This content is current only at the time of printing. This document was printed on 20 September 2021. A current copy is located at https://apvma.gov.au/node/26641
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Contaminated agvet chemical products subject to current investigations and voluntary recalls
The Australian Pesticides and Veterinary Medicines Authority (APVMA) has been working with a number of companies to facilitate the voluntary recall of registered agvet chemical products in response to contamination that occurred during the manufacturing process.
The APVMA was first made aware of the contaminations in December 2016 when it received verbal and written notification from Nufarm Australia and Syngenta Australia.
In those notifications we were advised that several herbicide products had been found to contain additional chemical actives to those listed in the APVMA registered formulation.
A number of voluntary recalls were then initiated by the companies involved and the APVMA has worked with each party to facilitate and actively monitor their voluntary recall actions.
The APVMA reviewed the plans put forward by the companies to notify relevant affected parties in the supply chain, which included recall of the faulty products from retailers, distributors, wholesalers and in some cases end users.
Recent media interest in the recalls has questioned the APVMA’s approach to the issue, suggesting that more could have been done to notify end users of the voluntary recall.
APVMA Chief Executive Officer, Ms Kareena Arthy, has today assured stakeholders that the safety and effectiveness of agricultural pesticides and veterinary medicines is at the heart of every decision made by the national regulator.
“Any report that we might have a contaminated or faulty agricultural chemical on the market in Australia is a concern,” Ms Arthy said.
“The APVMA is responsible for the regulation of agvet chemicals up to and including the point of retail sale and we take our work in scientific assessment and risk management very seriously.
“Maintaining confidence in the regulatory system is vital and it’s one of the reasons we maintain a comprehensive compliance and monitoring program to ensure there are checks and balances at the retail level.
“When it comes to the recall of a faulty agvet chemical product we work with each party to ensure risks are appropriately managed and that action is taken promptly, but it’s important to acknowledge that companies and manufacturers are the ones responsible for product stewardship – not the APVMA.”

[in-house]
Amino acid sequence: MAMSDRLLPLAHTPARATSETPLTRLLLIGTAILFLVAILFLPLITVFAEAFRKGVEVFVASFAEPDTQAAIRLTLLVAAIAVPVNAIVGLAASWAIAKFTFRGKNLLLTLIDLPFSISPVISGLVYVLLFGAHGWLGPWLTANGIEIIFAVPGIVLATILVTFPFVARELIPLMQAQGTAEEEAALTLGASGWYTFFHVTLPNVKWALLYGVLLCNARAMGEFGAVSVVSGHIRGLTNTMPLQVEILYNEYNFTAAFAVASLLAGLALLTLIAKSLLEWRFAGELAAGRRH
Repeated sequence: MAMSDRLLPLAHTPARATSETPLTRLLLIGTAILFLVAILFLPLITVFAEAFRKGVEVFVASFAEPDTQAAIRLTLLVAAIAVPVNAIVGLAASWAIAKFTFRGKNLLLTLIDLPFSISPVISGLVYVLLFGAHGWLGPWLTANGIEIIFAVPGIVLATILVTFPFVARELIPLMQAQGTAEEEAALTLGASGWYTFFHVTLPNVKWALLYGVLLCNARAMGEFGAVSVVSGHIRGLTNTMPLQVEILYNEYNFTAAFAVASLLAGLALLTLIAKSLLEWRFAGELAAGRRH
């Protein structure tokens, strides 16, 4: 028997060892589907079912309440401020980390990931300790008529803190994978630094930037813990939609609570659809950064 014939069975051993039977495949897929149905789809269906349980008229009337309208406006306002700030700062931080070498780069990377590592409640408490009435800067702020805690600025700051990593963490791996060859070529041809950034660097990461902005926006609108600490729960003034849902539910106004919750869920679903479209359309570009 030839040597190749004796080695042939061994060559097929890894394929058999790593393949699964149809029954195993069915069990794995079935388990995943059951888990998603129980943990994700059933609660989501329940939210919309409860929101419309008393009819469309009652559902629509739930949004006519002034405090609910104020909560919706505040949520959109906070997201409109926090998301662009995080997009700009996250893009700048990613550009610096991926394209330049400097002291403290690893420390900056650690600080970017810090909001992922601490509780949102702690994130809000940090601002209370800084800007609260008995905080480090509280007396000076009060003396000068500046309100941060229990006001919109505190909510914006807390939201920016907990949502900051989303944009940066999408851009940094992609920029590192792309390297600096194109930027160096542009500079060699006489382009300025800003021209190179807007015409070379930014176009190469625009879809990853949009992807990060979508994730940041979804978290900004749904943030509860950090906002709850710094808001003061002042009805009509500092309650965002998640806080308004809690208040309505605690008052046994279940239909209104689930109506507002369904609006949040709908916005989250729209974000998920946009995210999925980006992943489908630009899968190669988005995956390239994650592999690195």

Companies also have responsibilities more broadly under Australian consumer law, which includes notifying the ACCC about product recalls, which may then be published on the national recalls website at the discretion of the ACCC.
While there are clear legislative obligations for the APVMA to publish compulsory recalls in the Gazette, there is no legislative trigger for the APVMA to publish voluntary recalls on the website www.apvma.gov.au.
The ongoing investigation
The issue of cross contamination in the manufacturing process for APVMA registered products is complex and under current investigation by the APVMA.
A number of agricultural companies in addition to those named in recent media coverage are subject to ongoing investigation.
The voluntary recalls that have been advised to APVMA on this matter remain active and have not been closed.
The role of the APVMA in product recalls
The role of the APVMA is to regulate agricultural and veterinary medicines up to and including the point of retail sale. Beyond this point, state and territory governments are responsible, including controlling the use of these chemicals.
It is preferable that product recalls be undertaken voluntarily by the responsible party and the APVMA provides guidance where relevant to ensure appropriate action is taken.
The APVMA may issue a compulsory recall in certain circumstances, for example where we consider there is a need for our intervention based on the registration status of an agricultural or veterinary chemical product (i.e. not registered) and/or serious product risk.
In the case of the current matter, the APVMA considered the voluntary recall actions proposed by the companies and concluded that on balance, compulsory recalls were not required.
As a result of the voluntary recalls undertaken by the companies, the APVMA understands that the majority of the chemical products involved have been removed from sale.
To notify the APVMA about a faulty registered product, registrants should complete the online form, Notification of a potential or actual recall of an agricultural or veterinary chemical product.
This form will detail the steps the registrant plans to put in place (or has put in place) to deal with a faulty product, including any recall action. The APVMA will continue to engage with the company through this process.
More detail about the process for product recalls is available from http://apvma.gov.au/node/1081.
Further information: Roanna Dawson | Director, Public Affairs | 0467 726 486 | firstname.lastname@example.org